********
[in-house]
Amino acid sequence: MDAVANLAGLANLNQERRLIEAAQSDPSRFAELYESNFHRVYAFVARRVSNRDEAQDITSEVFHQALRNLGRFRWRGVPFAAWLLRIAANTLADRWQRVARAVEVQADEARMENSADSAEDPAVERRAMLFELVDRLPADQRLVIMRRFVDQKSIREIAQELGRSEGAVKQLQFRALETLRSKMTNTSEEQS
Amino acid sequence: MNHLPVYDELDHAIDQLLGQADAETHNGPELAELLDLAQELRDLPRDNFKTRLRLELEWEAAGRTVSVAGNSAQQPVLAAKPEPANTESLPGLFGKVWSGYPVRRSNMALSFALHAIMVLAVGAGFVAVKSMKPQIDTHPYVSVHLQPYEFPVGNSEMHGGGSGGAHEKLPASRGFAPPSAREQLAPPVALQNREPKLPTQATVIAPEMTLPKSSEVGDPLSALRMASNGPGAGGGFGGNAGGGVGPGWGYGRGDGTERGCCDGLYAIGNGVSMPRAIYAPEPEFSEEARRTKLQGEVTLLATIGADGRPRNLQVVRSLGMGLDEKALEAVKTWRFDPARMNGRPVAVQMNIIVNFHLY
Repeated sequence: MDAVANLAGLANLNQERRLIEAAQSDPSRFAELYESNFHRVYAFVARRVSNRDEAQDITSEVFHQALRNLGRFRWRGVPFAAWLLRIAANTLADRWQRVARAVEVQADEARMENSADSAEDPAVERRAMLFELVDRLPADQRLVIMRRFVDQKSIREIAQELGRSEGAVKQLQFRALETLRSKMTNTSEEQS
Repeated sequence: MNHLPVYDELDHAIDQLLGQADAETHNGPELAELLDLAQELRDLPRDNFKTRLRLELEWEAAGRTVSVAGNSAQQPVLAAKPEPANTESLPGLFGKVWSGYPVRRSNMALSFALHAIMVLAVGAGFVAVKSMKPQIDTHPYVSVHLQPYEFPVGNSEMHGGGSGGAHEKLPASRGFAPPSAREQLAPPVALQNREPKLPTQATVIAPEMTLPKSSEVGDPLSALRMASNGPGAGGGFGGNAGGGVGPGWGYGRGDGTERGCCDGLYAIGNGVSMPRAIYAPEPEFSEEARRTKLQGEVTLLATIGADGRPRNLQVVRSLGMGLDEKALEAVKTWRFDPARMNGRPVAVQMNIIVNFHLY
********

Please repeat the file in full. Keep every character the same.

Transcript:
[in-house]
Amino acid sequence: MDAVANLAGLANLNQERRLIEAAQSDPSRFAELYESNFHRVYAFVARRVSNRDEAQDITSEVFHQALRNLGRFRWRGVPFAAWLLRIAANTLADRWQRVARAVEVQADEARMENSADSAEDPAVERRAMLFELVDRLPADQRLVIMRRFVDQKSIREIAQELGRSEGAVKQLQFRALETLRSKMTNTSEEQS
Amino acid sequence: MNHLPVYDELDHAIDQLLGQADAETHNGPELAELLDLAQELRDLPRDNFKTRLRLELEWEAAGRTVSVAGNSAQQPVLAAKPEPANTESLPGLFGKVWSGYPVRRSNMALSFALHAIMVLAVGAGFVAVKSMKPQIDTHPYVSVHLQPYEFPVGNSEMHGGGSGGAHEKLPASRGFAPPSAREQLAPPVALQNREPKLPTQATVIAPEMTLPKSSEVGDPLSALRMASNGPGAGGGFGGNAGGGVGPGWGYGRGDGTERGCCDGLYAIGNGVSMPRAIYAPEPEFSEEARRTKLQGEVTLLATIGADGRPRNLQVVRSLGMGLDEKALEAVKTWRFDPARMNGRPVAVQMNIIVNFHLY
Repeated sequence: MDAVANLAGLANLNQERRLIEAAQSDPSRFAELYESNFHRVYAFVARRVSNRDEAQDITSEVFHQALRNLGRFRWRGVPFAAWLLRIAANTLADRWQRVARAVEVQADEARMENSADSAEDPAVERRAMLFELVDRLPADQRLVIMRRFVDQKSIREIAQELGRSEGAVKQLQFRALETLRSKMTNTSEEQS
Repeated sequence: MNHLPVYDELDHAIDQLLGQADAETHNGPELAELLDLAQELRDLPRDNFKTRLRLELEWEAAGRTVSVAGNSAQQPVLAAKPEPANTESLPGLFGKVWSGYPVRRSNMALSFALHAIMVLAVGAGFVAVKSMKPQIDTHPYVSVHLQPYEFPVGNSEMHGGGSGGAHEKLPASRGFAPPSAREQLAPPVALQNREPKLPTQATVIAPEMTLPKSSEVGDPLSALRMASNGPGAGGGFGGNAGGGVGPGWGYGRGDGTERGCCDGLYAIGNGVSMPRAIYAPEPEFSEEARRTKLQGEVTLLATIGADGRPRNLQVVRSLGMGLDEKALEAVKTWRFDPARMNGRPVAVQMNIIVNFHLY